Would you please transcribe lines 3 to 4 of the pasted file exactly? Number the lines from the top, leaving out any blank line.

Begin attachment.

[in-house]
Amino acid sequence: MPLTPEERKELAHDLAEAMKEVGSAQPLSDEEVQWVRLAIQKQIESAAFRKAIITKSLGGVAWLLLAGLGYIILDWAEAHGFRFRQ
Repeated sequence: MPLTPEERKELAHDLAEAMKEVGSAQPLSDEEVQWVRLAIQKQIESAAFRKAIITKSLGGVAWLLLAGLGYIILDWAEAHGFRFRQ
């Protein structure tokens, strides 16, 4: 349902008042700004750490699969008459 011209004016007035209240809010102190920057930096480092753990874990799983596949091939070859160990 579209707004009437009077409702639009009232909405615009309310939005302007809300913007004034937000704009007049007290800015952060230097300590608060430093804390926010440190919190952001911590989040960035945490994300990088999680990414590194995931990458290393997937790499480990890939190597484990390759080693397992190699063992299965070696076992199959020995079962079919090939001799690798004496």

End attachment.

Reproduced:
Repeated sequence: MPLTPEERKELAHDLAEAMKEVGSAQPLSDEEVQWVRLAIQKQIESAAFRKAIITKSLGGVAWLLLAGLGYIILDWAEAHGFRFRQ
């Protein structure tokens, strides 16, 4: 349902008042700004750490699969008459 011209004016007035209240809010102190920057930096480092753990874990799983596949091939070859160990 579209707004009437009077409702639009009232909405615009309310939005302007809300913007004034937000704009007049007290800015952060230097300590608060430093804390926010440190919190952001911590989040960035945490994300990088999680990414590194995931990458290393997937790499480990890939190597484990390759080693397992190699063992299965070696076992199959020995079962079919090939001799690798004496």